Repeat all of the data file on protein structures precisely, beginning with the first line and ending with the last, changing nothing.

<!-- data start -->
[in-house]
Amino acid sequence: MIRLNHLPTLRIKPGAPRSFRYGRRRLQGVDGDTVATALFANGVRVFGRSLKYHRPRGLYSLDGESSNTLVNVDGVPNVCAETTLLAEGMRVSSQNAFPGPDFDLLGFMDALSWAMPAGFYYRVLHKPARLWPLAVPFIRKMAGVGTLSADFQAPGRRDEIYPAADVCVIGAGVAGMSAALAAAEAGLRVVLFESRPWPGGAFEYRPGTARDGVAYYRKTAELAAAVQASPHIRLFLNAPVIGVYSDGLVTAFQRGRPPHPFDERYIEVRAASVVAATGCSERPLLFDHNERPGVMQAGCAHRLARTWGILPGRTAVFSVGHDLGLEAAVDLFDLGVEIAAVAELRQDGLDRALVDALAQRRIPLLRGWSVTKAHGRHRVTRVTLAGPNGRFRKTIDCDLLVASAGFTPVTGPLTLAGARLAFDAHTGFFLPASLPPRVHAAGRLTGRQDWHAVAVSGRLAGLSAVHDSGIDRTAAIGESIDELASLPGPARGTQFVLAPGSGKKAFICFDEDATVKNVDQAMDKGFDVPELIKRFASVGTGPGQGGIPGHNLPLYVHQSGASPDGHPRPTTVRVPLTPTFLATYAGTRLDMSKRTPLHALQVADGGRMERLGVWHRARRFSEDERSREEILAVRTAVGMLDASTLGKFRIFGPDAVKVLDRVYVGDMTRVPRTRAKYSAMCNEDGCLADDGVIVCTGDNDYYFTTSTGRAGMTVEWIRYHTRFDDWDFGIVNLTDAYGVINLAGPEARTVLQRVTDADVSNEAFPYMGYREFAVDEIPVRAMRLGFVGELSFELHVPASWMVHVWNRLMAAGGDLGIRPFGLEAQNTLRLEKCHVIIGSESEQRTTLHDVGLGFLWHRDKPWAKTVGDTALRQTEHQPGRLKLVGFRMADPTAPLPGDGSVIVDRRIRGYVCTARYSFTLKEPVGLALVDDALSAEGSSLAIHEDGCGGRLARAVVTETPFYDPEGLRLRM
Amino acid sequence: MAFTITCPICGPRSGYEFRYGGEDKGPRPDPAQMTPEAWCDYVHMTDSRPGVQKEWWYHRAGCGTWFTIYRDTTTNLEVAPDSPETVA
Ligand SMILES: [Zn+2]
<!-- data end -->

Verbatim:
[in-house]
Amino acid sequence: MIRLNHLPTLRIKPGAPRSFRYGRRRLQGVDGDTVATALFANGVRVFGRSLKYHRPRGLYSLDGESSNTLVNVDGVPNVCAETTLLAEGMRVSSQNAFPGPDFDLLGFMDALSWAMPAGFYYRVLHKPARLWPLAVPFIRKMAGVGTLSADFQAPGRRDEIYPAADVCVIGAGVAGMSAALAAAEAGLRVVLFESRPWPGGAFEYRPGTARDGVAYYRKTAELAAAVQASPHIRLFLNAPVIGVYSDGLVTAFQRGRPPHPFDERYIEVRAASVVAATGCSERPLLFDHNERPGVMQAGCAHRLARTWGILPGRTAVFSVGHDLGLEAAVDLFDLGVEIAAVAELRQDGLDRALVDALAQRRIPLLRGWSVTKAHGRHRVTRVTLAGPNGRFRKTIDCDLLVASAGFTPVTGPLTLAGARLAFDAHTGFFLPASLPPRVHAAGRLTGRQDWHAVAVSGRLAGLSAVHDSGIDRTAAIGESIDELASLPGPARGTQFVLAPGSGKKAFICFDEDATVKNVDQAMDKGFDVPELIKRFASVGTGPGQGGIPGHNLPLYVHQSGASPDGHPRPTTVRVPLTPTFLATYAGTRLDMSKRTPLHALQVADGGRMERLGVWHRARRFSEDERSREEILAVRTAVGMLDASTLGKFRIFGPDAVKVLDRVYVGDMTRVPRTRAKYSAMCNEDGCLADDGVIVCTGDNDYYFTTSTGRAGMTVEWIRYHTRFDDWDFGIVNLTDAYGVINLAGPEARTVLQRVTDADVSNEAFPYMGYREFAVDEIPVRAMRLGFVGELSFELHVPASWMVHVWNRLMAAGGDLGIRPFGLEAQNTLRLEKCHVIIGSESEQRTTLHDVGLGFLWHRDKPWAKTVGDTALRQTEHQPGRLKLVGFRMADPTAPLPGDGSVIVDRRIRGYVCTARYSFTLKEPVGLALVDDALSAEGSSLAIHEDGCGGRLARAVVTETPFYDPEGLRLRM
Amino acid sequence: MAFTITCPICGPRSGYEFRYGGEDKGPRPDPAQMTPEAWCDYVHMTDSRPGVQKEWWYHRAGCGTWFTIYRDTTTNLEVAPDSPETVA
Ligand SMILES: [Zn+2]